Uber-type school bus service described as unlikely fit for Illinois
A Denver school busing program known as Success Express probably would not work well in Illinois, the president of the Illinois Association for Pupil Transportation (IAPT) told the Sangamon Sun recently.
"If a similar plan was initiated, it would only work in large metropolitan areas, like Denver or Chicago, with a mass transit system already in place," Mike Reinders said. "It would be difficult if not impossible to implement in rural areas."
Reinders, who is also transportation director of Illinois' Winnebago School District, said there had been no talk at the IAPT about a bus plan similar to Denver's.
"I am not even aware of how many, if any, are even aware of this approach," Reinders said. "IAPT has not taken a stand on this."
He said that while he gave the idea some thought, he did little research on it prior to the interview.
Formed in 1973, the IAPT strives to encourage and promote the safety and efficiency of pupil transportation, cooperating with state agencies to develop education programs about School Bus Stop-Arm Laws and all issues related to student transportation safety.
Not all districts in Illinois are required to provide students with free public transportion, according to an online FAQ maintained by the State Board of Education. State law allows districts with a public mass transit system to not offer free pupil transportation or pay any costs after certifying that adequate transportation is available to students; however, it also dictates that students enrolled in public, private or parochial school who go to school in a vehicle designed to carry more than 10 passengers must travel in a vehicle owned and operated by their school district or under contract with the district.
It isn't clear where Uber-type ride-sharing and shuttle programs for Illinois schools would fit in, let alone how they would be funded.
"Current law also stipulates that public schools provide free transportation, so how would the costs be covered?" Reinders said. "Taxes are already high, and funding for schools from the state continue to decline. So to me, this seems untenable."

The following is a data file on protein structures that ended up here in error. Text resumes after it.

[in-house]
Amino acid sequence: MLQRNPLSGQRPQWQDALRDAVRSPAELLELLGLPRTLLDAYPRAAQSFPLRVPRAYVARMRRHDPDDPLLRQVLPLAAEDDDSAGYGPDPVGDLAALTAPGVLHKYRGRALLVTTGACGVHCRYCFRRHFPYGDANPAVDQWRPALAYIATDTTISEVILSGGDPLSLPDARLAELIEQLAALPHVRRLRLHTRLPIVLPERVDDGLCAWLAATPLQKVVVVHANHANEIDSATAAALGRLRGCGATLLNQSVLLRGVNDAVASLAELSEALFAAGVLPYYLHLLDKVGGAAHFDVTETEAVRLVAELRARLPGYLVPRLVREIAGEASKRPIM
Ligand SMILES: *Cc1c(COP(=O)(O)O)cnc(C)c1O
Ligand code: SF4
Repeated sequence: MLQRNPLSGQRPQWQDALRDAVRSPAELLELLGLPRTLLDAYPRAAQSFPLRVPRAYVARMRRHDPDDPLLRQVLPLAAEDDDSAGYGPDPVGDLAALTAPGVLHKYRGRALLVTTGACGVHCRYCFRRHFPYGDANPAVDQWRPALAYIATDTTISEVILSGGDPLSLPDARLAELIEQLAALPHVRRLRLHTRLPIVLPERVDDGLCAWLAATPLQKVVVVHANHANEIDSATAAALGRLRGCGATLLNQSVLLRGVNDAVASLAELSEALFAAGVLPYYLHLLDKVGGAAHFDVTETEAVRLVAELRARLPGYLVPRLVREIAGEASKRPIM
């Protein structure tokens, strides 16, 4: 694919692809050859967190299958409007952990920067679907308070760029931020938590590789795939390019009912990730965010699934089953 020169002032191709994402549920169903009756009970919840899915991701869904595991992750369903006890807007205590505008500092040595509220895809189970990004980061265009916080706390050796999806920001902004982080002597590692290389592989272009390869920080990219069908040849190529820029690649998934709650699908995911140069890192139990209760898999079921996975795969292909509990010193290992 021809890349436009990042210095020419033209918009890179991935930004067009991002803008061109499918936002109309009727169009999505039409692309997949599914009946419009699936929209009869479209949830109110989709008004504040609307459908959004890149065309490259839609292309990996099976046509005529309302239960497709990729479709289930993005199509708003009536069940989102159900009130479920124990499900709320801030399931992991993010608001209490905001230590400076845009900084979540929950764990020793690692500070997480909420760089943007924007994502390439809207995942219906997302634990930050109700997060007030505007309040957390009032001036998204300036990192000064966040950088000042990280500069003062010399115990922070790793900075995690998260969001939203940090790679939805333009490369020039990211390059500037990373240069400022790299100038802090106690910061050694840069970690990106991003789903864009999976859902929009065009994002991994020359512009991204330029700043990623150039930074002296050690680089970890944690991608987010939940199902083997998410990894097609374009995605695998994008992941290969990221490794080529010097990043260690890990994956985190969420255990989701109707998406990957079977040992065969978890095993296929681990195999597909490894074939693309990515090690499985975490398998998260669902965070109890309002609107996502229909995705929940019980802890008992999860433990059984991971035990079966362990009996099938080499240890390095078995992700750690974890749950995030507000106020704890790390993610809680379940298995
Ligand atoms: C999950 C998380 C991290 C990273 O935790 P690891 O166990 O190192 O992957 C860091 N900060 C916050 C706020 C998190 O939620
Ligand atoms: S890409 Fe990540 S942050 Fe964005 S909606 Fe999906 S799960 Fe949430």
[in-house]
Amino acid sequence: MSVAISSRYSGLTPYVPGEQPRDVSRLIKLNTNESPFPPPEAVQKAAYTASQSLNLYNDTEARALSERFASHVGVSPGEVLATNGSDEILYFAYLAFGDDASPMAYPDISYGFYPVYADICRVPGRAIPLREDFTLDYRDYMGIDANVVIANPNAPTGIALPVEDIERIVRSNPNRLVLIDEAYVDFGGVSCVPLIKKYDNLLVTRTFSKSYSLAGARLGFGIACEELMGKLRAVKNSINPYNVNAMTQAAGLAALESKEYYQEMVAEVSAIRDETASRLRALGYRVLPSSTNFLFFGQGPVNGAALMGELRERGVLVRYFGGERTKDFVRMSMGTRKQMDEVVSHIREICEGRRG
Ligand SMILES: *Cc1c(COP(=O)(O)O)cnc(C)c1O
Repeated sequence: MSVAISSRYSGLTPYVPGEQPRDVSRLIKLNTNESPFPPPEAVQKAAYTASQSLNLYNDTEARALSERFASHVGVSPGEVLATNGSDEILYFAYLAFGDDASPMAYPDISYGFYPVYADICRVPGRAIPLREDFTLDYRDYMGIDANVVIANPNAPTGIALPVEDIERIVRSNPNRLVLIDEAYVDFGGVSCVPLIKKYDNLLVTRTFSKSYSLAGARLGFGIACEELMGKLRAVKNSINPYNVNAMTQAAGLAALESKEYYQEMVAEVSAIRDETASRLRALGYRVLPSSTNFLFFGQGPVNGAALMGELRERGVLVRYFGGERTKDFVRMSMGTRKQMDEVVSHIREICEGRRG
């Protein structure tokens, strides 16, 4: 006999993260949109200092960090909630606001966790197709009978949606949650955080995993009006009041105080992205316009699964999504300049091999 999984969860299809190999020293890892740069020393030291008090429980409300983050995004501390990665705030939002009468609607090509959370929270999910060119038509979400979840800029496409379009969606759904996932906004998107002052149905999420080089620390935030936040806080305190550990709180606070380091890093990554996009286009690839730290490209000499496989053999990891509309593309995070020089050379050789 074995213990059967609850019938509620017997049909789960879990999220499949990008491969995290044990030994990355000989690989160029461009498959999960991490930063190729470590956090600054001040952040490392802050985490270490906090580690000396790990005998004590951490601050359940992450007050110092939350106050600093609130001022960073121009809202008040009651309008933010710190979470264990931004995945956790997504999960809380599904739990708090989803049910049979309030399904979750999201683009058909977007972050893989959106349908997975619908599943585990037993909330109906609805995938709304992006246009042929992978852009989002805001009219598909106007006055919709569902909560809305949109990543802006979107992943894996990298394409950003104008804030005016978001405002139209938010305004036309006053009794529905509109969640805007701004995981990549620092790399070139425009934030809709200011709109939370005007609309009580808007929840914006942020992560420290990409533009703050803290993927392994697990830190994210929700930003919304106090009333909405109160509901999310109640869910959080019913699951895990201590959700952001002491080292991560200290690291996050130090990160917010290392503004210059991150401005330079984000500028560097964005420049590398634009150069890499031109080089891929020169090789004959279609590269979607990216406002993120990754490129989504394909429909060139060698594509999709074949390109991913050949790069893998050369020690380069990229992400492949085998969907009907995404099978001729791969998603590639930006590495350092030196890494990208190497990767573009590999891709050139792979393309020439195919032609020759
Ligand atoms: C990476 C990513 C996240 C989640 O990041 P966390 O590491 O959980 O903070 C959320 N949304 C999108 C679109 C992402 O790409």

Proponents of ride-sharing for students say families should at least have the option.
Denver Public Schools implemented Success Express in 2011 in the northeast of the city with an eye toward assisting families who choose high-quality school districts to find suitable transportation. While Success Express still serves only a limited portion of Denver, the program has expanded and attracted national attention. In March, U.S. Secretary of Education Betsy DeVos praised the program.
"This transportation is key in order to provide students with access to quality options," DeVos told the Council of the Great City Schools. The 'Success Express,' as it's called, is a great example of how LEAs (local education agencies) are leveraging federal, state and local funds to best serve children."
But Reinders questioned the validity of a similar program in Illinois.
"As a transportation director, I have a number of concerns," he said. "I know there are districts in Illinois that use a variety of modes to get students to and from school. Taxi/Cab comes to mind, and the challenge there is, as I understand the law, every driver that is paid to transport students to and from school must have a school bus permit."
Reinders said the difficulty is ensuring that ride-sharing and/or shuttle drivers comply with the permit requirement.